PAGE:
Texas farmers have depended on aquifers for generations to help their crops thrive. Even during some of the state’s frequent dry seasons, droughts, and extreme summer heat. Farms across the Texas panhandle boasted luscious green fields full of corn, cotton, and wheat. For decades, area farms used wellsprings to draw water from the nearby Ogallala aquifer to sustain these crops.
All of this is changing, however, as Texas farmers are discovering the seemingly bottomless water source is beginning to dry up. And, without the water, the fields become dry. When the fields are dry, the much-needed soil can blow away; taking crop opportunities with it. It was a situation similar to this one that created the infamous dustbowl in the 1930s.
Texas farmers were faced with a dilemma; what could they do aside from the impossible task of creating water where there isn’t any?
Farmers Are Finding Answers To Combating Drought Conditions
The answer, notes some area farmers, lies in the history of the land. Many farmers have turned to cultivating crops that are native to the area; ones that tend to be less “thirsty,” and whose roots take hold well enough to grow to luscious greens with even the slightest bit of rain.
“There’s a reason Mother Nature selected those plants to be in those areas,” notes Nick Bamert per the New York Post.
Bamert and his family are sort of experts in the “field” – yes pun intended – of native seeds and grasses. Bamert’s father developed a seed company that specializes in native grasses over seventy years ago.
“The natives … will persist because they’ve seen the coldest winters and the hottest dry summers,” Bamert added.
Other farmers have taken to using the native crops to feed cattle. Forgoing the other crops when the dry seasons are upon them.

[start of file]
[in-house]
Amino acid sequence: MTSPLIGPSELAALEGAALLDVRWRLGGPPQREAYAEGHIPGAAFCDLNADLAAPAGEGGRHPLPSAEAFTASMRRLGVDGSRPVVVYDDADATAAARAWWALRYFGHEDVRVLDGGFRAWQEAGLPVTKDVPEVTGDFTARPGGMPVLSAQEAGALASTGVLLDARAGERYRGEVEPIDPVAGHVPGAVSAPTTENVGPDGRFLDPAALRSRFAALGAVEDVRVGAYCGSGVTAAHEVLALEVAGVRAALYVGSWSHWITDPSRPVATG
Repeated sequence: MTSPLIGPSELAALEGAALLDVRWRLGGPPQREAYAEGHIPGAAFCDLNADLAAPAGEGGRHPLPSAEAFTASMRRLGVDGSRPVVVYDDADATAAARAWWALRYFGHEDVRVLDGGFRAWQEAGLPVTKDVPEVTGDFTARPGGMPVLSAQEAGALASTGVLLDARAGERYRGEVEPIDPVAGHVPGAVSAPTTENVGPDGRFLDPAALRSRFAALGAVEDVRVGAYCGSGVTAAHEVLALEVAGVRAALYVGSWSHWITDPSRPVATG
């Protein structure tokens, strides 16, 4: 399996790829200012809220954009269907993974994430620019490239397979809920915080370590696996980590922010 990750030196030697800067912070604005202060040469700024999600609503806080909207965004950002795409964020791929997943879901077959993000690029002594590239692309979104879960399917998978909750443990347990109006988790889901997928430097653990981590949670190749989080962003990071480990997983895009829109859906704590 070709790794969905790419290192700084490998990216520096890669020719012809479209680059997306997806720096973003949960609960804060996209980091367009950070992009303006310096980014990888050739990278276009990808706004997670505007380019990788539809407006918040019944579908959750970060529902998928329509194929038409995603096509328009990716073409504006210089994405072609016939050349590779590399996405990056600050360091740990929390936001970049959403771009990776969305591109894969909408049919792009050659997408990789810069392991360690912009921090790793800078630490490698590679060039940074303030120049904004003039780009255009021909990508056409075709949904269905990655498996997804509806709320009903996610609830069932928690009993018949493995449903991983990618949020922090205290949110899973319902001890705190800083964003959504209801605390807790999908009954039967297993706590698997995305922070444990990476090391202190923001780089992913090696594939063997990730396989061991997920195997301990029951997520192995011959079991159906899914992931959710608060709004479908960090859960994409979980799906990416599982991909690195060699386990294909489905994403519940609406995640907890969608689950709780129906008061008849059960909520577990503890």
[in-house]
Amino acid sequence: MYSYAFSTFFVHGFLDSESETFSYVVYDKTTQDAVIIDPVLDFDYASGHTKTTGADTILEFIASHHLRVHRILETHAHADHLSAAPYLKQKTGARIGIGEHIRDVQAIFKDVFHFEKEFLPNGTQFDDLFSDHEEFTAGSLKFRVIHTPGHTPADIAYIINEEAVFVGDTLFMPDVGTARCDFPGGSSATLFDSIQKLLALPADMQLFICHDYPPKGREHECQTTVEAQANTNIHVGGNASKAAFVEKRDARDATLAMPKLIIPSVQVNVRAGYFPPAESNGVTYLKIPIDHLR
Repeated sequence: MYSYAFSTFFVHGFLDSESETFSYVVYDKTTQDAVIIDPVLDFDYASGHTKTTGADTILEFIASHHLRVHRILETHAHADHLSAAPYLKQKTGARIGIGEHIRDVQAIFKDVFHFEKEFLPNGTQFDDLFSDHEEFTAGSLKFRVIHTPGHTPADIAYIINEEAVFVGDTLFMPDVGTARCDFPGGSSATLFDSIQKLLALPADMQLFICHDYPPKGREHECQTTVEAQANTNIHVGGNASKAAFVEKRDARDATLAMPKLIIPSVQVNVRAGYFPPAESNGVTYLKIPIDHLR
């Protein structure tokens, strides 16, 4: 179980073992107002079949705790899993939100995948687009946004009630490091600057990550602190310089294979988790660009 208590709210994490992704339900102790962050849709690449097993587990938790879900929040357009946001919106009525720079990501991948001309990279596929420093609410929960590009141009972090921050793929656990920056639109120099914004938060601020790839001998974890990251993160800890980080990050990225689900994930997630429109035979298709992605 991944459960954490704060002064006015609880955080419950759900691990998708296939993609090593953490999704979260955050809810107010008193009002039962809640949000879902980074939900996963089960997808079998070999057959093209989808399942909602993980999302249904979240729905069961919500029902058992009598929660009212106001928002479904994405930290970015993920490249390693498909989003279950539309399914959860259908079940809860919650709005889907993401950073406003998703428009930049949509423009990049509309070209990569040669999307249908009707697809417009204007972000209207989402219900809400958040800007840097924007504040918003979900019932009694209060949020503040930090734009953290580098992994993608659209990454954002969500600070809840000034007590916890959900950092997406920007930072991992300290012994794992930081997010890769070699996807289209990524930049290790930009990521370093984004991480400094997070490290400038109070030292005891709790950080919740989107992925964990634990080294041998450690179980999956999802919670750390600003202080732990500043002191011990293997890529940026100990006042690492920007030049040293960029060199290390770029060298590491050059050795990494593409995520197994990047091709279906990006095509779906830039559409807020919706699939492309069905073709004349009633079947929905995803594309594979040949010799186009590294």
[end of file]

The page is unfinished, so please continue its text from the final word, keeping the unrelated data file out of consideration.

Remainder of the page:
“We wasted the hell out of the water,” explained one Texas farmer, Tim Black. Black is now transitioning his farm to cattle.
The second-generation farmer notes that he hopes this move will bring his own children back to the family farm.
“You want your kids to come back, but damn, there’s better ways to make a living than what we’re doing,” the farmer said. “It’s just too hard here with no water.”
“Everybody knows … the water’s going away,” said Jude Smith, a biologist with the Muleshoe National Wildlife Refuge.
The National Wildlife Refuge was developed during the Dust Bowl and Great Depression to try and combat exactly what is currently happening in the area; preserving native prairies and spring-fed lakes in the area.
Areas within the “Dust Bowl Zone” which include parts of Colorado, Kansas, New Mexico, Oklahoma, and Texas, are being prioritized by the U.S. Department of Agriculture for grassland conservation.
A Complicated Transition
With this effort comes funding for farms seeking to make the transition to the native grasses. However, the process is not an easy one, and it will certainly take some time.
Additionally, the transition will take effort as the native plants begin to take hold.
“Farmers may need to use some remaining groundwater to reestablish the native grasses,” notes Meagan Schipanski, an associate professor of soil and crop sciences at Colorado State University. “In an ideal world, there would be some forethought and incentives available.”
Less than 328,000 acres in the “Dust Bowl” area have enrolled in the USDA’s Grasslands Conservation Reserve Programs since the program’s development in 2016.